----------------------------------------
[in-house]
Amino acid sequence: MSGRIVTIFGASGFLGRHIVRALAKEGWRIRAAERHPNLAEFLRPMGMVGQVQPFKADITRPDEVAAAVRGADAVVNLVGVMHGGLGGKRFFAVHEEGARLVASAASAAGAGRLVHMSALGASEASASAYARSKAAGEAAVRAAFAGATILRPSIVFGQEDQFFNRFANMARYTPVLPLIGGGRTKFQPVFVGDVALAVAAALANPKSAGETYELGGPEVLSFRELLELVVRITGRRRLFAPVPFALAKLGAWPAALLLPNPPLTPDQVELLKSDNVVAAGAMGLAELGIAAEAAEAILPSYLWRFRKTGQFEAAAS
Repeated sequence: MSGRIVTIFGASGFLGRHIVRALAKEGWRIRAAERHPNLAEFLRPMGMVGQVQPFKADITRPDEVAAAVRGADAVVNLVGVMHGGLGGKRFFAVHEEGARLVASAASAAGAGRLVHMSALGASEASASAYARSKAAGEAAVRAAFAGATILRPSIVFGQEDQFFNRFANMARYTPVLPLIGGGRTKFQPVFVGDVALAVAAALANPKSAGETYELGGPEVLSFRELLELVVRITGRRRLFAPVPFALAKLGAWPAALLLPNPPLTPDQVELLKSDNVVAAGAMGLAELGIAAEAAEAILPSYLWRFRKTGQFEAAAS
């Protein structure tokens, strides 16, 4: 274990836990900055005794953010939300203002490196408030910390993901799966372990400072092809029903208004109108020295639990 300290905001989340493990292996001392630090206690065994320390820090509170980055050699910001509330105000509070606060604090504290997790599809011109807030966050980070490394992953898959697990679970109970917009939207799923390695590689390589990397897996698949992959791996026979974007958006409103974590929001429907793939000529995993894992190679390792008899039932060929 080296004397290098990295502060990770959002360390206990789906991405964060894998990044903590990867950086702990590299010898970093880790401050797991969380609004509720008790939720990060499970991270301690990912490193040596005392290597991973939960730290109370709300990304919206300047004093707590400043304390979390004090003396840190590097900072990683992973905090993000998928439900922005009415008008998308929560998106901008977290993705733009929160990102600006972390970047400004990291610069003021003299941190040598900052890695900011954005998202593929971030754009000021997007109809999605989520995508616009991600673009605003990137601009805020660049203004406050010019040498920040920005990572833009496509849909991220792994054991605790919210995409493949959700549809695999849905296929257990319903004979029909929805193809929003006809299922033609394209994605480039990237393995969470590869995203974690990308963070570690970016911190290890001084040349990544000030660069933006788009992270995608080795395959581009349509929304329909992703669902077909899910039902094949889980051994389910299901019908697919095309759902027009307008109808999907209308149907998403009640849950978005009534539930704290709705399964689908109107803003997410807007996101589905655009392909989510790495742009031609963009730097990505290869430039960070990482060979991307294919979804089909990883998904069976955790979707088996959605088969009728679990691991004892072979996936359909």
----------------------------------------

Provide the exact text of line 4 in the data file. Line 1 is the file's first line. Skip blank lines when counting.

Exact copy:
């Protein structure tokens, strides 16, 4: 274990836990900055005794953010939300203002490196408030910390993901799966372990400072092809029903208004109108020295639990 300290905001989340493990292996001392630090206690065994320390820090509170980055050699910001509330105000509070606060604090504290997790599809011109807030966050980070490394992953898959697990679970109970917009939207799923390695590689390589990397897996698949992959791996026979974007958006409103974590929001429907793939000529995993894992190679390792008899039932060929 080296004397290098990295502060990770959002360390206990789906991405964060894998990044903590990867950086702990590299010898970093880790401050797991969380609004509720008790939720990060499970991270301690990912490193040596005392290597991973939960730290109370709300990304919206300047004093707590400043304390979390004090003396840190590097900072990683992973905090993000998928439900922005009415008008998308929560998106901008977290993705733009929160990102600006972390970047400004990291610069003021003299941190040598900052890695900011954005998202593929971030754009000021997007109809999605989520995508616009991600673009605003990137601009805020660049203004406050010019040498920040920005990572833009496509849909991220792994054991605790919210995409493949959700549809695999849905296929257990319903004979029909929805193809929003006809299922033609394209994605480039990237393995969470590869995203974690990308963070570690970016911190290890001084040349990544000030660069933006788009992270995608080795395959581009349509929304329909992703669902077909899910039902094949889980051994389910299901019908697919095309759902027009307008109808999907209308149907998403009640849950978005009534539930704290709705399964689908109107803003997410807007996101589905655009392909989510790495742009031609963009730097990505290869430039960070990482060979991307294919979804089909990883998904069976955790979707088996959605088969009728679990691991004892072979996936359909």